It's not a question of can I cycle 100 miles, it's when will I cycle 100 miles? Prepare for a long bike ride with this guide, and it'll be sooner than you think.
Most bike rides take place over short distances. We commute to work and back again, from Monday through to Friday, and perhaps saddle up for a leisurely ride at the weekends. Some of us, however, would like to take things a little further.
The bikes available through Cyclescheme cover just about every cyclist – from the casual commuter to the dedicated endurance rider - but what about those of us who really want to test our limits when it comes to cycling?
For many more ambitious riders, a ‘century’ of 100 consecutive miles is a reasonable target. To push yourself this far will take discipline, physical conditioning and mental stamina, but with the right training and planning, many riders will be able to reach this milestone (and potentially beyond).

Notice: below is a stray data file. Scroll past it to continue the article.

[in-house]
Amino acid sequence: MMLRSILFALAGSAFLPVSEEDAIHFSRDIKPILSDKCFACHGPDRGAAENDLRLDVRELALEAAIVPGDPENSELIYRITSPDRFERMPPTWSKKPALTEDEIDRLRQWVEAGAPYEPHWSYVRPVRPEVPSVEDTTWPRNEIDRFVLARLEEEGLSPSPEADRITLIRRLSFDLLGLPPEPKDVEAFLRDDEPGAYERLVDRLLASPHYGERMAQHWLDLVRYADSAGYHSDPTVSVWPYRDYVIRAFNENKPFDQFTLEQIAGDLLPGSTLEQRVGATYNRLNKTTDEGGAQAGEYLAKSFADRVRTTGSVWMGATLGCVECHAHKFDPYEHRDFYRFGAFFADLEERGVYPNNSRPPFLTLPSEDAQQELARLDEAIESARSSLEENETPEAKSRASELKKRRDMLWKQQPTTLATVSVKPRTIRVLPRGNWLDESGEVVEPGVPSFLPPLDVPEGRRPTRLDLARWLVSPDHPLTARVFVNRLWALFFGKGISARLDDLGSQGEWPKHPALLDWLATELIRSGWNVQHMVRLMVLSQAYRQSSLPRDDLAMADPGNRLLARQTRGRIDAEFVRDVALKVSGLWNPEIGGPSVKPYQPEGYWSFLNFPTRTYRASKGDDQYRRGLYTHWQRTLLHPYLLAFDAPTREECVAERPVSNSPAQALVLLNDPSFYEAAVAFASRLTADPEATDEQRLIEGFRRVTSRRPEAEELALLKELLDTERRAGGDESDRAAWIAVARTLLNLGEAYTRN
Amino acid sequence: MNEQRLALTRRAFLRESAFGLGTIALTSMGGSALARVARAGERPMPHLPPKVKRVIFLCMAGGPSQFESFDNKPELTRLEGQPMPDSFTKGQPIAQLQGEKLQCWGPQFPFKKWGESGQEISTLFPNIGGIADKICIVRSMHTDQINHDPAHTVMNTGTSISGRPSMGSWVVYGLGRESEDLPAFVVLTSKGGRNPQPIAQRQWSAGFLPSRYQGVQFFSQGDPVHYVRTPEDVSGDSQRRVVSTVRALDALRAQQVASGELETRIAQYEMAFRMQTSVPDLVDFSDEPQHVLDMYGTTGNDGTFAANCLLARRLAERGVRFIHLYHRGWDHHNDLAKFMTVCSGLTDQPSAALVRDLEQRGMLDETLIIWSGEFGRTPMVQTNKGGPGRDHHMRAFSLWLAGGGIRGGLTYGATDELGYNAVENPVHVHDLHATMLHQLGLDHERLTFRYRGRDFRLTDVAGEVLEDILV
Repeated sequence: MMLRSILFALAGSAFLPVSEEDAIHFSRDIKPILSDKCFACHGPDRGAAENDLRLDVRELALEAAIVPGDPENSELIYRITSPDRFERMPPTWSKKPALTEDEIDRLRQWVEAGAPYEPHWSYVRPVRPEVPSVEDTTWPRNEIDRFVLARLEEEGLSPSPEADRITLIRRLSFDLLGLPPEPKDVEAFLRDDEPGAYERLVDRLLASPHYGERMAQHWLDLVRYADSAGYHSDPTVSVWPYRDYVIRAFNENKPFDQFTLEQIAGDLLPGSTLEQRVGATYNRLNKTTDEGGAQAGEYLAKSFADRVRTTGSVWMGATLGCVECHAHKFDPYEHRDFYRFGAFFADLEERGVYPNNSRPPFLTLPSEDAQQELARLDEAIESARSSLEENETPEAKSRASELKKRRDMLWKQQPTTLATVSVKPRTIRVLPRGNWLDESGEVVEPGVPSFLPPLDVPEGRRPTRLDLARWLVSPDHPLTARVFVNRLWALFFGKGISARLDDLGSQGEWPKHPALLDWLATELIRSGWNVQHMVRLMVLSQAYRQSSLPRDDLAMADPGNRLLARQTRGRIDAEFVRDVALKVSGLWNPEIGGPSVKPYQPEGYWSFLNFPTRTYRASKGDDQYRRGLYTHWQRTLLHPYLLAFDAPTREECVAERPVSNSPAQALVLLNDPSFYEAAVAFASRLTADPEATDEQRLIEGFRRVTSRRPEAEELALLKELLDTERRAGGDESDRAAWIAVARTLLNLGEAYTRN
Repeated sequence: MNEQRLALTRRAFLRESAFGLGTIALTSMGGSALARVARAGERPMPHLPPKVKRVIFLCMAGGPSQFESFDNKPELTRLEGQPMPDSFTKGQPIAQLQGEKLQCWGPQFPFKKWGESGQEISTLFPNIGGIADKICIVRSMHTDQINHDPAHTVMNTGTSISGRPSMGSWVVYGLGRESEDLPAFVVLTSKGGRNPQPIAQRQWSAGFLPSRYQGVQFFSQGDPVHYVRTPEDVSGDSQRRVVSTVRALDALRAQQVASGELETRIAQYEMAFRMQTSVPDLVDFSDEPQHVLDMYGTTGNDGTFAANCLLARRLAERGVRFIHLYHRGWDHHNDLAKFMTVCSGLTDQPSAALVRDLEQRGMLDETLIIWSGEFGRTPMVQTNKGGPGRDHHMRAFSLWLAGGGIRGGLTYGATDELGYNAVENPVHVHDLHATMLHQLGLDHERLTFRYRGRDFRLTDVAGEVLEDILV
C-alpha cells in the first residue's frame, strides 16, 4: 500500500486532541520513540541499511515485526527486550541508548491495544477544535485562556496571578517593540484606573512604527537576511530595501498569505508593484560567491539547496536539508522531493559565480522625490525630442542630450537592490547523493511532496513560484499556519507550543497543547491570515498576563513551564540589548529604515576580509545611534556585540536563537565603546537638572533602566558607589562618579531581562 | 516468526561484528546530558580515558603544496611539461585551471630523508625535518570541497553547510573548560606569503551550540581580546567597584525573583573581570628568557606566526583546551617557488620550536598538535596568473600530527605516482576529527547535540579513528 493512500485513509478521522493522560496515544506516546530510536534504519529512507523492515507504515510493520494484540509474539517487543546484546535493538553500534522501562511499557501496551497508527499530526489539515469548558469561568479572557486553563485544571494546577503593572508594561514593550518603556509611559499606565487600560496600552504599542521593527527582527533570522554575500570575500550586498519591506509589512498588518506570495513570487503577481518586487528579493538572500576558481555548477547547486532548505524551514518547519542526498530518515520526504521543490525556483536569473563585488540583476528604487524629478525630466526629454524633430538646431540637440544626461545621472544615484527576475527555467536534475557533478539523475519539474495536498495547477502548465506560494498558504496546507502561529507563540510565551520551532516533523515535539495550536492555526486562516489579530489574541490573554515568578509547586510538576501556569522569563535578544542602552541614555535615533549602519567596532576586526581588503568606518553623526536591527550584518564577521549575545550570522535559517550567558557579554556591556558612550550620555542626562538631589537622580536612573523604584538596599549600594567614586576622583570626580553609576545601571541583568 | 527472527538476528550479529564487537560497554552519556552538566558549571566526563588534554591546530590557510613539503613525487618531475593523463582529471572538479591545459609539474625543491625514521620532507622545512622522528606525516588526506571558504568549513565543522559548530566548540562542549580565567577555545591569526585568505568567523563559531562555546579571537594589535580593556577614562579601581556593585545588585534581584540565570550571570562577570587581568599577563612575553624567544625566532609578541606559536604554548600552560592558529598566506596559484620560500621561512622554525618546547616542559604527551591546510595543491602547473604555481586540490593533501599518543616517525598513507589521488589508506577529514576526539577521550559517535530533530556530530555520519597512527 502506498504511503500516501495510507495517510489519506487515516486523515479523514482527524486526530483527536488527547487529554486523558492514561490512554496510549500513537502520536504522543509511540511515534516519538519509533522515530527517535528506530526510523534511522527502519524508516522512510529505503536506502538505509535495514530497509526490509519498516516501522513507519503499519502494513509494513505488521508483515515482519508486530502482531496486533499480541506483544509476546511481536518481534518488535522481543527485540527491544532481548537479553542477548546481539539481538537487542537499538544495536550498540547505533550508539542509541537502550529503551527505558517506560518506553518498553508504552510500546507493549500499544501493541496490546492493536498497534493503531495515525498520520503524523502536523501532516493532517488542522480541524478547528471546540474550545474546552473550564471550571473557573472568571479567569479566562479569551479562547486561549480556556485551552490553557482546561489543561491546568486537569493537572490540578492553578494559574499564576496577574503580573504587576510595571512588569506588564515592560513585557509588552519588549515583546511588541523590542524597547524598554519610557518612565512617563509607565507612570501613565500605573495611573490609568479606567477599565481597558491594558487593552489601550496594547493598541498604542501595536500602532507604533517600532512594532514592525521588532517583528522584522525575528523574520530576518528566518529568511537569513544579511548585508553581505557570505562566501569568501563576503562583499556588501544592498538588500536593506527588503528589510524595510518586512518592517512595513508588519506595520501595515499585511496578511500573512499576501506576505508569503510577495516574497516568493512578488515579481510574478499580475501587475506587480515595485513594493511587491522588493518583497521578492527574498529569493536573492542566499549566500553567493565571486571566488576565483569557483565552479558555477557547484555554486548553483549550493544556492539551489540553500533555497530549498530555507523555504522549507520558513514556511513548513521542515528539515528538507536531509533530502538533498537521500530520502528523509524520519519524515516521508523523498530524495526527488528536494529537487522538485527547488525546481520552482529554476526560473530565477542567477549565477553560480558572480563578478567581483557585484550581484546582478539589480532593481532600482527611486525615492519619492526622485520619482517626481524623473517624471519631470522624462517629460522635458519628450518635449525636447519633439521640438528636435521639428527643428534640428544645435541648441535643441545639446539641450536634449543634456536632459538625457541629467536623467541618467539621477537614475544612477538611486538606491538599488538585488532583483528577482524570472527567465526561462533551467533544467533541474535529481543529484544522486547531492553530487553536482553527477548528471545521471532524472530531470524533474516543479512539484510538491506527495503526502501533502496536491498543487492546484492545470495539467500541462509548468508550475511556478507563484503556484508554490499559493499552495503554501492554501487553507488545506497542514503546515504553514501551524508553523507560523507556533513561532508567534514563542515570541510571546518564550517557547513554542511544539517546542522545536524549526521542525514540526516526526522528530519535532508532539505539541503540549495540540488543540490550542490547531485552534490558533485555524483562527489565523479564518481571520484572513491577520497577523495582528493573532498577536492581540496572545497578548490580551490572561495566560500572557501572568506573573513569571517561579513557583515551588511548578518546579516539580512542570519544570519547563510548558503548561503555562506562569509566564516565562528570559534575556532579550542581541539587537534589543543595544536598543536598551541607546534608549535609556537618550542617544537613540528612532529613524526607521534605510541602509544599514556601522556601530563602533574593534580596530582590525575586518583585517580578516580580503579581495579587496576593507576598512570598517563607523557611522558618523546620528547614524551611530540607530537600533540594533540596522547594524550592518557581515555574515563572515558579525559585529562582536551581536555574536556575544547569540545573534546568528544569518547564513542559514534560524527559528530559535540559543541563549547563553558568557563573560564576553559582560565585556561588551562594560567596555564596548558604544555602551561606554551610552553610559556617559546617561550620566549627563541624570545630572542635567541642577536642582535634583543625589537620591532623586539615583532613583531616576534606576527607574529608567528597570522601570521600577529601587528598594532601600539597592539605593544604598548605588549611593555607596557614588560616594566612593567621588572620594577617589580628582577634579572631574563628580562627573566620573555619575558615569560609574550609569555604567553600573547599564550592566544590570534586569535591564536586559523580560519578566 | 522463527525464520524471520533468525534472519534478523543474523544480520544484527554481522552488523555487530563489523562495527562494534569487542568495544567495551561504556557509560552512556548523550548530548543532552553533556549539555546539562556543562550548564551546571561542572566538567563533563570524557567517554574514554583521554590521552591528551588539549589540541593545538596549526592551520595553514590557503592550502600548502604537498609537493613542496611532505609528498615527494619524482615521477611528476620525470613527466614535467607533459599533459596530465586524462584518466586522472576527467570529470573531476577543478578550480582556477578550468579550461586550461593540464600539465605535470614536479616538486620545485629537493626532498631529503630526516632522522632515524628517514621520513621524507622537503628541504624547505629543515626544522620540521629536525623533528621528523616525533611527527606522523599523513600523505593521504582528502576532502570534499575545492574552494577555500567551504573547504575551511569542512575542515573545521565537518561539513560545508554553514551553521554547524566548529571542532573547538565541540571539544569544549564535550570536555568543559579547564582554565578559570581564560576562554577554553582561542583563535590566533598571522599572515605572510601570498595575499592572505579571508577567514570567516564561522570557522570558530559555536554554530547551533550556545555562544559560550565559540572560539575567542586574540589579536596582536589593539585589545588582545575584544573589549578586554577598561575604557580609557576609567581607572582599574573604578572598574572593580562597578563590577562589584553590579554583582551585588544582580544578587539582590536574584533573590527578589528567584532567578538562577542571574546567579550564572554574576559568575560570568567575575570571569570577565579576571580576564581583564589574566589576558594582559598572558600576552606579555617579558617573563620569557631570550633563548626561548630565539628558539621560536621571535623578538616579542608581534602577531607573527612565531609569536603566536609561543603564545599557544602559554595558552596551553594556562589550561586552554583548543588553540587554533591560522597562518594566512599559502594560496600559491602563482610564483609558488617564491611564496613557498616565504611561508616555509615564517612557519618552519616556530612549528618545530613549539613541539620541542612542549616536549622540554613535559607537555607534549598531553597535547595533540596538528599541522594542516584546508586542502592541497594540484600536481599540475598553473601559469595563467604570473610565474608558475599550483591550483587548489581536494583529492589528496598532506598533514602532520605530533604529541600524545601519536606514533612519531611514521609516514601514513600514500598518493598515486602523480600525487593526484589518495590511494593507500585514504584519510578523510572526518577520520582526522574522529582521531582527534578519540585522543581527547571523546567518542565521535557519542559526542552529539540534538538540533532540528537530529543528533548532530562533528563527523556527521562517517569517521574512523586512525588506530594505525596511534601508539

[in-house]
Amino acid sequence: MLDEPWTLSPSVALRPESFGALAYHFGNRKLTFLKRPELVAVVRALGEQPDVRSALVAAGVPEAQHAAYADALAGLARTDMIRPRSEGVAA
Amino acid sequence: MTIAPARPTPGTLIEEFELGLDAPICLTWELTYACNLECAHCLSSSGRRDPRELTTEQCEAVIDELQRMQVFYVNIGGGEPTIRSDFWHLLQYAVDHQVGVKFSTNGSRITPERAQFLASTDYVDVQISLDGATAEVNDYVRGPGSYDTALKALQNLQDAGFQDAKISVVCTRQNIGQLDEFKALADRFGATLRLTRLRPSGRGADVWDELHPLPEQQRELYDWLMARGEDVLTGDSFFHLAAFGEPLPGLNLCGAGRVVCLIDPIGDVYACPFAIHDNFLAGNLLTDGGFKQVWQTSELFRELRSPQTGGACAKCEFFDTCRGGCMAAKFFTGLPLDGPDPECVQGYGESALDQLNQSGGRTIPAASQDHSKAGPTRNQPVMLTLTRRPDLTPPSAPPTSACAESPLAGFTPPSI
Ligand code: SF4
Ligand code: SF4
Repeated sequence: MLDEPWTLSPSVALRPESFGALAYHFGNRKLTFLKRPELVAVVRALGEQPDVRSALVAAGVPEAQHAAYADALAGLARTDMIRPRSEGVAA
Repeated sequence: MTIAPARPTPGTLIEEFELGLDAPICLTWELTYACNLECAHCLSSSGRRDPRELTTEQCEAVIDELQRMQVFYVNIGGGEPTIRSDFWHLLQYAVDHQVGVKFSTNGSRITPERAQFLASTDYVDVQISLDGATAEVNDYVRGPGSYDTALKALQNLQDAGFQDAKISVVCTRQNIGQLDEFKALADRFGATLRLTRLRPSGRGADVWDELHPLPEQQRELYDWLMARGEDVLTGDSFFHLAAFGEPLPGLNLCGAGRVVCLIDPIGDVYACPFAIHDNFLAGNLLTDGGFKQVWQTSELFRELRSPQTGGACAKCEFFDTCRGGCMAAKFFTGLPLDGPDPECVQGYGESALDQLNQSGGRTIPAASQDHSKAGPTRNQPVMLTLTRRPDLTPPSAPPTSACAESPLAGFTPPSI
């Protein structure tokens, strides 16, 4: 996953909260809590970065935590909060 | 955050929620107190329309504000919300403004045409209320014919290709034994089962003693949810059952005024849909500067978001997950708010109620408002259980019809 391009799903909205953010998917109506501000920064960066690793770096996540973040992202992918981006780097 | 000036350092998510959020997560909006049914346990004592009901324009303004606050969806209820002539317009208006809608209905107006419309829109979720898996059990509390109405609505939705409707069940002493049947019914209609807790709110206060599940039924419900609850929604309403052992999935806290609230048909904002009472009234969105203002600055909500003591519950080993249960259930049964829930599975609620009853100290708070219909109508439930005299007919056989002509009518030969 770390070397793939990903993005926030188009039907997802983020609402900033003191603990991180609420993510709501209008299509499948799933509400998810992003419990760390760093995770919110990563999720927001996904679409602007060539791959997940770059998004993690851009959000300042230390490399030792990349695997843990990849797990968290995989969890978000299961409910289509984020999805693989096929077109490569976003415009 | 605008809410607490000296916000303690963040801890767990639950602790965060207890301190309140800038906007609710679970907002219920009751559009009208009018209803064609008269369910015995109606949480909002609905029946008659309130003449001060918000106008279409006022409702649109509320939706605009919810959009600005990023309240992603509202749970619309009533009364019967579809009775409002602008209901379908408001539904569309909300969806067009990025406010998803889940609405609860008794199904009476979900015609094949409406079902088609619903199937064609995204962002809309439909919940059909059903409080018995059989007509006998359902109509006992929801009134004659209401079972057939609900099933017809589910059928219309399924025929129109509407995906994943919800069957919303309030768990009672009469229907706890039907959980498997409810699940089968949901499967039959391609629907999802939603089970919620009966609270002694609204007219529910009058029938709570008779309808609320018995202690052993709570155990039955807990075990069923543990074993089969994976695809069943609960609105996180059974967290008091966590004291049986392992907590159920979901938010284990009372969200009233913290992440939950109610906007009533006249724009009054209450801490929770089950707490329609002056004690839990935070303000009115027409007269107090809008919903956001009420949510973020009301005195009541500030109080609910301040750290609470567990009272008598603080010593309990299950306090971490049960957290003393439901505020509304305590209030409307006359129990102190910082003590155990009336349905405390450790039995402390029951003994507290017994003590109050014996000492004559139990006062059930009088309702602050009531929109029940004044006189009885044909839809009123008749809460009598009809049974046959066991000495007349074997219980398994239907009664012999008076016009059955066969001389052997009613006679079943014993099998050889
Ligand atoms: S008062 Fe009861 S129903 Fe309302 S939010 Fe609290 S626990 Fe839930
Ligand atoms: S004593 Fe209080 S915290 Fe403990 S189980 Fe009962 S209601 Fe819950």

Even if you’re only just starting to cycle, 100 miles is still an achievable goal. This is how you can reach it.
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How Long Does it Take to Cycle 100 Miles?
Before we get started, it’s probably worth getting to grips with the size of the task at hand.
For most cyclists, a hundred miles probably sounds like an enormous distance to cover in a single session. It’s nearly four marathons back-to-back! Do cyclists travel four times the distance as runners for the same energy? Isn’t finding the target time just a matter of figuring out how many miles the average rider covers in an hour and then extrapolating outwards?
Unfortunately, it’s not quite that simple.
The longer the distance, the bigger the role terrain will play.
Needless to say, cycling a hundred miles through a mountain range is considerably more taxing than cycling across flat terrain. Factors like the weather will also make a huge difference to how easy, or hard, your century ride will be.
This means your total ride time could fall between anywhere from 4 hours to 10, or even more.
For these reasons (and more), it’s not worth coming up with an arbitrary target. In most cases, it’s even counterproductive.
What’s important is to aim for a time based on your capabilities, not someone else’s. Once you’ve completed your first century ride, you can set a goal of completing the second ride in a shorter time.